I won’t give up, no I won’t give in
Till I reach the end
And then I’ll start again”

Any good approach or methodology will incorporate continual improvement. The Japanese business philosophy of Kaizen, for example embodies continual improvement. Kaizen translates as “change for the better” and is a commitment to never settle. The pitfall for many organisations is treating improvement as disparate and fragmented projects. Once a project has ended and demonstrated desired results, the improvement team disbands to focus on the daily grind.

The recent emergence of roles such as the Site Reliability Engineer (SRE) embed continual improvement expectations into individuals’ daily work. The SRE is expected to spend approximately half the time managing IT operational issues. The other half? Improvement through investigating and implementing solutions to improve operational aspects like performance and capacity planning, on-call monitoring, self-healing mechanisms and disaster responses. The pursuit of excellence is non-stop and is integral to the role. Shakira also sings:

“I wanna try everything
I wanna try even though I could fail”

Courage: do not do what is easy but what is necessary. The modern IT practitioner will need to be recognized and even incentivized for attempting what is difficult. Courage is not limited to the DevOps practitioner but also business and IT management. Failures and setbacks will occur as experimentation with new tools, practices and techniques gets under way. Business and IT must commit to moving forward together and not regress at the first sign of hardship. As Shakira notes:

I’ll keep on making those new mistakes
I’ll keep on making them every day
Those new mistakes
Oh, oh, try everything”

DevOps is underpinned by the Three Ways, as written by Gene Kim, George Spafford and Kevin Behr, in the seminal novel, ‘The Phoenix Project’. The First Way is about optimizing flow from Dev to Ops. The Second Way expounds the virtues of fast and early feedback. The Third Way is concerned with Continuous Experimentation and Learning (CEL).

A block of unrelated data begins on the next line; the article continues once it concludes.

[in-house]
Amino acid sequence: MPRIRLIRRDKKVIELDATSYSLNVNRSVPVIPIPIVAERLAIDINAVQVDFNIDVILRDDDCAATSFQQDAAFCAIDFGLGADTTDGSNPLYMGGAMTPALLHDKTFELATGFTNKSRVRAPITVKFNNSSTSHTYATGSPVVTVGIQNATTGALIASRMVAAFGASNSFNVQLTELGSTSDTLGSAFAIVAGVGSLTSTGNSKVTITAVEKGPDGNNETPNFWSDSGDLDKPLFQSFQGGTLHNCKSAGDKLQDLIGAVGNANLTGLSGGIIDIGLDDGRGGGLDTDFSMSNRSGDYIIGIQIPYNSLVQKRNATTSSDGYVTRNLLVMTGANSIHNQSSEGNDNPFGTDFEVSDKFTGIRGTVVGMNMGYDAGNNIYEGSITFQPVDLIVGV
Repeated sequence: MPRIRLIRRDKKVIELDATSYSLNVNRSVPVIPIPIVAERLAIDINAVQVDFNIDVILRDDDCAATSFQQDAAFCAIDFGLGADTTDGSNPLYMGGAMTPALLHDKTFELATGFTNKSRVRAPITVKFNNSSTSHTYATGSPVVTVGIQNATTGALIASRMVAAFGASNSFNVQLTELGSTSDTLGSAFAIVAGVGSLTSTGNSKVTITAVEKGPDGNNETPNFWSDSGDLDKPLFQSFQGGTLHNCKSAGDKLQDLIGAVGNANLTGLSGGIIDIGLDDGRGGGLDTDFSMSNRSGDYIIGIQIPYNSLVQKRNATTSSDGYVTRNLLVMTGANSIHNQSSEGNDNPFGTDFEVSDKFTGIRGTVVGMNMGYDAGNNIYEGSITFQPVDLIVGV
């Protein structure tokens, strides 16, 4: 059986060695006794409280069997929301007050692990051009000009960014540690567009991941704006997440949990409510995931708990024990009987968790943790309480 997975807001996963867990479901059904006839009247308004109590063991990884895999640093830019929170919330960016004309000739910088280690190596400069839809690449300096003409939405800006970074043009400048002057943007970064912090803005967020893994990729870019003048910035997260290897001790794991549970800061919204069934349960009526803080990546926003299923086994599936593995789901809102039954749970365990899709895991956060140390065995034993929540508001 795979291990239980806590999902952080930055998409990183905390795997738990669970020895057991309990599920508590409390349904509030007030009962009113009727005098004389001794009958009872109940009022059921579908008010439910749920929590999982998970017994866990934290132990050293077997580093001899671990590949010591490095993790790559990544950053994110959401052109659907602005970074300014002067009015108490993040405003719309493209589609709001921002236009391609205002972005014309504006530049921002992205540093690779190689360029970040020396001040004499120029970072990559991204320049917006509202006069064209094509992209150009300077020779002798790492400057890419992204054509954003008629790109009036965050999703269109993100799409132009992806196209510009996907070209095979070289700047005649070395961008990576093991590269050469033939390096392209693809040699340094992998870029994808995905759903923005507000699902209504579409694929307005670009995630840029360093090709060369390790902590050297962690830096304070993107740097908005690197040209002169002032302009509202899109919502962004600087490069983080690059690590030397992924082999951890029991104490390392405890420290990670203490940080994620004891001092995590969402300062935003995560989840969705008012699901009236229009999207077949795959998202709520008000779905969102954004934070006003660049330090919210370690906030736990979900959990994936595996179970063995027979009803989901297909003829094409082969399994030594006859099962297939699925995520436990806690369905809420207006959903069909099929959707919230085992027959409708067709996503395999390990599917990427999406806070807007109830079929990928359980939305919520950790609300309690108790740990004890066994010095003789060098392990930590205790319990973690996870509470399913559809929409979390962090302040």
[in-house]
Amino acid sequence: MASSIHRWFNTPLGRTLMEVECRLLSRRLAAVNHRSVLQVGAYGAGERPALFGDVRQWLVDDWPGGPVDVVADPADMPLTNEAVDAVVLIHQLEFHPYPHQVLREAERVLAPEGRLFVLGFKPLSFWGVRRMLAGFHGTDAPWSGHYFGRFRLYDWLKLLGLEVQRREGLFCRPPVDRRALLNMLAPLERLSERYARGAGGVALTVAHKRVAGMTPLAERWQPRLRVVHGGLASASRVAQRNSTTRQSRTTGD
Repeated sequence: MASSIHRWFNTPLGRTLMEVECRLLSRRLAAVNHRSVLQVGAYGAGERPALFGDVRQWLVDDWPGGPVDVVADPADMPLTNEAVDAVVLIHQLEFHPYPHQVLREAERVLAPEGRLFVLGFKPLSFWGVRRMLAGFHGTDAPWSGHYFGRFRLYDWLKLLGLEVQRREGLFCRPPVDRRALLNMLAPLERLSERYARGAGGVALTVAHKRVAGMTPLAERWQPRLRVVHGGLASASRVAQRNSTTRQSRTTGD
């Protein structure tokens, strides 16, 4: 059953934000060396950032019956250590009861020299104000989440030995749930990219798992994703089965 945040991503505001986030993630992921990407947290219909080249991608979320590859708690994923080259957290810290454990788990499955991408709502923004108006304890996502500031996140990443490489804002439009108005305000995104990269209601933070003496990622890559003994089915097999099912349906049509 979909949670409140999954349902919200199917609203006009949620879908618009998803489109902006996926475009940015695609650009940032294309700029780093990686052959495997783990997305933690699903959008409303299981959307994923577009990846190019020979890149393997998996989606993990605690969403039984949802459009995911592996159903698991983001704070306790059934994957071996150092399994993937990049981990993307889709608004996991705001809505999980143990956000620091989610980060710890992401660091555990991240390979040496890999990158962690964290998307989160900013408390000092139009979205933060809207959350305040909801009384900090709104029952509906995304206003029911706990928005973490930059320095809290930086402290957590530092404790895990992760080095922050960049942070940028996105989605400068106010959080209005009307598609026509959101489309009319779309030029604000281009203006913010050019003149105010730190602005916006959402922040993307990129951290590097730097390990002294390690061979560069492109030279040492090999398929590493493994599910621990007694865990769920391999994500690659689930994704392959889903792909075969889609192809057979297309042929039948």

CEL is about creating a culture that fosters continual experimentation, taking informed risks, learning from failure and understanding that continual practice and repetition leads to mastery. The Third Way is an amalgamation of many things and it is apt that we finish with this theme. In my view, and observation, a spirit of RESILIENCY, displaying COURAGE, committing to CONTINUAL IMPROVEMENT and the ability to LEARN FROM FAILURE are the cornerstones of the Third Way.

The song was written for an animated movie, Zootopia (quite a riot!) and I suppose the primary target of the movie and the accompanying theme song was young children. The same learning points and teachable moments that were meant for children can be very easily applied to DevOps. A child’s formative years are universally recognized as the period where their capacity for learning are boundless. It is this same capacity that is needed in organisations seeking to transform to and sustain DevOps practices.

As individuals and as an organization, it is imperative that we learn quickly, accept failures will happen, brush ourselves down and keep going. We must celebrate success with joy and then start again. We can’t settle because that’s when the rot sets in. We must seek to acquire – or reacquire – the indefatigable spirit, the sense of wonderment and curiosity of a child.

I argue that this  is the very essence of DevOps. Shakira (and her hips) don’t lie!

You can find a DevOps playlist here. What would you add?